Scientists discover prehistoric 'mold pigs'
By T.K. Randall
October 14, 2019 · 7 comments
Mold pigs are so-named due to their penchant for eating fungi. Image Credit: G. Poinar et al.
A previously unknown species of microscopic creature has been discovered perfectly preserved in amber.
Dating back to the Cenozoic period 30 million years ago, these previously unseen microinvertebrates are not at all dissimilar to today's notoriously tough tardigrades (or 'water bears').
Dubbed Sialomorpha dominicana
, the species was discovered in a chunk of amber from the Dominican Republic by palaeobiologist George Poinar Jr. from Oregon State University and invertebrate zoologist Diane Nelson from East Tennessee State University.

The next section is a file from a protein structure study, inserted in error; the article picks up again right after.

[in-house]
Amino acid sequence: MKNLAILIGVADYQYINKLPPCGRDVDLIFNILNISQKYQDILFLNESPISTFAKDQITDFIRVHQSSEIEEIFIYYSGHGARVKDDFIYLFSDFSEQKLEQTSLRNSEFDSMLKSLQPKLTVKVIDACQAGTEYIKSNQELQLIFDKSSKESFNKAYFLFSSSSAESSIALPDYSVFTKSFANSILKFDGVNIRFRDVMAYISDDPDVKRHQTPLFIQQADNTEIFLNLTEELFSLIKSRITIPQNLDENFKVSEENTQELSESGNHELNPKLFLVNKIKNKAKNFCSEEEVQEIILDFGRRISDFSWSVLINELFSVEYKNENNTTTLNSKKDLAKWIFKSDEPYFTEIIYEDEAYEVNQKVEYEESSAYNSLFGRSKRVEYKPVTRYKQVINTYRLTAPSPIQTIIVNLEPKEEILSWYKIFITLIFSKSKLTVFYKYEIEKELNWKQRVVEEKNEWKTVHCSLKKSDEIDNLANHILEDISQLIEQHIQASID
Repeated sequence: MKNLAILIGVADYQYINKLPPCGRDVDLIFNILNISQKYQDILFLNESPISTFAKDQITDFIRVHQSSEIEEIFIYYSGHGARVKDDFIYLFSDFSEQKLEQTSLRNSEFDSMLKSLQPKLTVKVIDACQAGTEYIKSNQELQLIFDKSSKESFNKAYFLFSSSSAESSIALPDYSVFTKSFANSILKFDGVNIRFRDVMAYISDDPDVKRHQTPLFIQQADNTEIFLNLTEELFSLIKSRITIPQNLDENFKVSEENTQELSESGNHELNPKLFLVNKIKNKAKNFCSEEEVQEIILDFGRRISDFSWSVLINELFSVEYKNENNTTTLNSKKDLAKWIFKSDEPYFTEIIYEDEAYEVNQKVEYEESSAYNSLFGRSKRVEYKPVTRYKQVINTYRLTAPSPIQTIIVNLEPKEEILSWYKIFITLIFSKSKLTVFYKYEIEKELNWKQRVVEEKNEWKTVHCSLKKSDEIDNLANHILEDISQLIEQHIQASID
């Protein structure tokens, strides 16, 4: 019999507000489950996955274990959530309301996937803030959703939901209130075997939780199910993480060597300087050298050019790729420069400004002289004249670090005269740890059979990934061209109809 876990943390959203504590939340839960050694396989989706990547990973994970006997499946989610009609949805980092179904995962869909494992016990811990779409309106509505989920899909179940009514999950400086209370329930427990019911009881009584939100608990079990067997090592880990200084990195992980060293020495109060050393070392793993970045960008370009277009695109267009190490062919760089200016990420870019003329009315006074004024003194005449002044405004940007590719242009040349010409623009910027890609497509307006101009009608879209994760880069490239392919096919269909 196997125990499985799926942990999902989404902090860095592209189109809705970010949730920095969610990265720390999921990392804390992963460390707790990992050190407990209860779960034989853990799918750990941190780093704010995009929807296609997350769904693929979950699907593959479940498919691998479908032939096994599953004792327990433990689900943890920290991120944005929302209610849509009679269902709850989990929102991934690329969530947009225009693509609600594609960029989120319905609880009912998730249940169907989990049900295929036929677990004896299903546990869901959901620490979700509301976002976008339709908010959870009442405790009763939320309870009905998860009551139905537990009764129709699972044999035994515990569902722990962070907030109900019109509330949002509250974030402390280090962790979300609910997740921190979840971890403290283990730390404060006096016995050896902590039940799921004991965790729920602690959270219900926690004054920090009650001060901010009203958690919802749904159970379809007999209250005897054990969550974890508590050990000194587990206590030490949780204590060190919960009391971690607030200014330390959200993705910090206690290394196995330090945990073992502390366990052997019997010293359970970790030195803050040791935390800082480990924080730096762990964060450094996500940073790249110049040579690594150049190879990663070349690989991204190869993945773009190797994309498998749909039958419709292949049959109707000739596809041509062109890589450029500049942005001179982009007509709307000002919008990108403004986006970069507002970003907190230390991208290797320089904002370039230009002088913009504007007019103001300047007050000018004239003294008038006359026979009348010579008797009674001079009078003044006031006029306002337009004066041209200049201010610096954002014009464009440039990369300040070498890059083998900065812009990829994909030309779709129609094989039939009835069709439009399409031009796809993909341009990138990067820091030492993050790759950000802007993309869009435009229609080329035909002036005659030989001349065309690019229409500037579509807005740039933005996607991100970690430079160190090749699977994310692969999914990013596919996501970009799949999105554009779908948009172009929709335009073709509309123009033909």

They nicknamed it 'mold pig' due to its porcine nature and diet of fungi.
Poinar's work on fossils trapped in amber is particularly notable as his research back in the 1980s was the inspiration behind several of the concepts in Michael Crichton's Jurassic Park
"It took me many days, weeks, and months to examine [the specimens], and then under the compound microscope," he said of this latest finding.
"They are as small as the smallest tardigrades, and they have eight legs like tardigrades. However they possess mandibles but no claws, whereas tardigrades have claws and stylet mouthparts."
Whether mold pigs were as hardy as today's tardigrades however remains unclear.
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